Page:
What's in a Name?

Brand Names

Ever wonder how some of your favorite companies and brands get their names? Strategic Name Development, a brand naming company, does just that. They employ a team of linguists from all over the world to assist companies with naming products or even changing the name of their company. According to the SND web page, about 1900 companies change their name every year. So what makes a good product/company name? Strategic Name Development says good names should roll off the tongue. They should be short,  pronounceable and "harmoniously balanced with vowels and consonants alternating evenly throughout." Some examples they give for harmonious, balanced brand names include Amazon, Toyota, Coca-Cola, Lexus and Panera.

Strategic Name Development also has a great monthly publication called "This Month in Branding". Here are just a few of the interesting facts I found:

  • The Today Show debuted in 1952. Its proposed name was "The Rise and Shine Revue."
  • Monopoly was invented in 1935 after a redesign of a game called "The Landlord's Game."
  • The application for the trademark for Milk Duds was filed in 1983. Its name is derived from the large amount of milk in the product and the failure to produce a perfectly round shape.
  • Yahoo! was incorporated in 1995. Yahoo was first used in the book Gulliver's Travels for a person who is repulsive in appearance and barely human. The founders of Yahoo!, David Filo and Jerry Yang, jokingly considered themselves yahoos.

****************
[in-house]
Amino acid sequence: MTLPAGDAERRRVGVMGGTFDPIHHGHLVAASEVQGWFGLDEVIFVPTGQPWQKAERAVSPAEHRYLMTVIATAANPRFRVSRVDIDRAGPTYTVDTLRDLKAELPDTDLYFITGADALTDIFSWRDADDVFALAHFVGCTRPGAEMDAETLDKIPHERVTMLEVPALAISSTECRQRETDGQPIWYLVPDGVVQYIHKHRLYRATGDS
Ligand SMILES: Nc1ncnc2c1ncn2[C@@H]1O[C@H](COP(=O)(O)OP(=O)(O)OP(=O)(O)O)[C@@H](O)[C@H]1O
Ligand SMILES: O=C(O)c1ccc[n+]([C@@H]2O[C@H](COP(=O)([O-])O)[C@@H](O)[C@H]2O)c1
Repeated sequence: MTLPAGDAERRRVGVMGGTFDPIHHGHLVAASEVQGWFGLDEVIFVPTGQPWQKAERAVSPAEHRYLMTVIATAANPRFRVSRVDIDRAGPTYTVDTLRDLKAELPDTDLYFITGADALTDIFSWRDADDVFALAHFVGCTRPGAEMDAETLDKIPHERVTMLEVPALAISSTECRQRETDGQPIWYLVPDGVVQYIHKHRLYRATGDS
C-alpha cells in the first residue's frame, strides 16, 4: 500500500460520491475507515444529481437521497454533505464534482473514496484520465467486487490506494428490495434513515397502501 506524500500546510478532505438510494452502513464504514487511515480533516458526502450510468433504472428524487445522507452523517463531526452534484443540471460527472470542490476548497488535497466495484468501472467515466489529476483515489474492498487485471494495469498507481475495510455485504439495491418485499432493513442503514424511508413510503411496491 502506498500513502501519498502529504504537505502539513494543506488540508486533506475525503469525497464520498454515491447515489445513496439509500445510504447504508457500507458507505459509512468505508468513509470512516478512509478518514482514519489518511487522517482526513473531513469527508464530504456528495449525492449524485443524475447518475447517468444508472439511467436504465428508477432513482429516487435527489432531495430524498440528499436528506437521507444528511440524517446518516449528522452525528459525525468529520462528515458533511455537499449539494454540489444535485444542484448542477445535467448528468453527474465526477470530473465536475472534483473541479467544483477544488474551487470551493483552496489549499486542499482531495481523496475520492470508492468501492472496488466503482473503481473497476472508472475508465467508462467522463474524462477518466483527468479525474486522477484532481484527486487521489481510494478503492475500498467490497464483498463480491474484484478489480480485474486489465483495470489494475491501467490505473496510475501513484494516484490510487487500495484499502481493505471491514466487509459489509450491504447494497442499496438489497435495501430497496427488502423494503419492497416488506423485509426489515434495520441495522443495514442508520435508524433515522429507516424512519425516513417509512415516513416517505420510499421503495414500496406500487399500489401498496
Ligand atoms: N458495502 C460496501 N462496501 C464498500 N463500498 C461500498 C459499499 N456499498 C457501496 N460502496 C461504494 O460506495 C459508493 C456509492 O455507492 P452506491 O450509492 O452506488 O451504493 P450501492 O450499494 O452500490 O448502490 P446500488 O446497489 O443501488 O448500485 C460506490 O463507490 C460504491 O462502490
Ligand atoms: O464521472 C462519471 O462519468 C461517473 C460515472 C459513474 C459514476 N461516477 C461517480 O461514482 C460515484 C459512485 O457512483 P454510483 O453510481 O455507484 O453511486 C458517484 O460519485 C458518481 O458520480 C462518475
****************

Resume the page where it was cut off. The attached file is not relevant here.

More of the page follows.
• People magazine's first issue debuted in 1974. Its name was borrowed from the popular People page in Time magazine.
  • The Hershey's Take5 candy bar brand name was first used in 1966. Named for its five ingredients: milk chocolate, peanuts, caramel, peanut butter and pretzels, it also capitalizes on the colloquial expression "Take 5" for a 5 minute break.
  • On April 1st in 1976, Steve Jobs, Steve Wozniak and Ronald Wayne formed Apple. The name was inspired from Steve Jobs' former job at an apple orchard.
  • Eggo was first used as a brand name for frozen waffles in 1935 on April 27th. It was originally named Froffles, a portmanteau of frozen waffles, however, people started referring to them as Eggos for their eggy taste. In 1955, the company officially adopted their nickname.

Catchword Branding is another product/company naming firm. They give some helpful naming tips in the video below: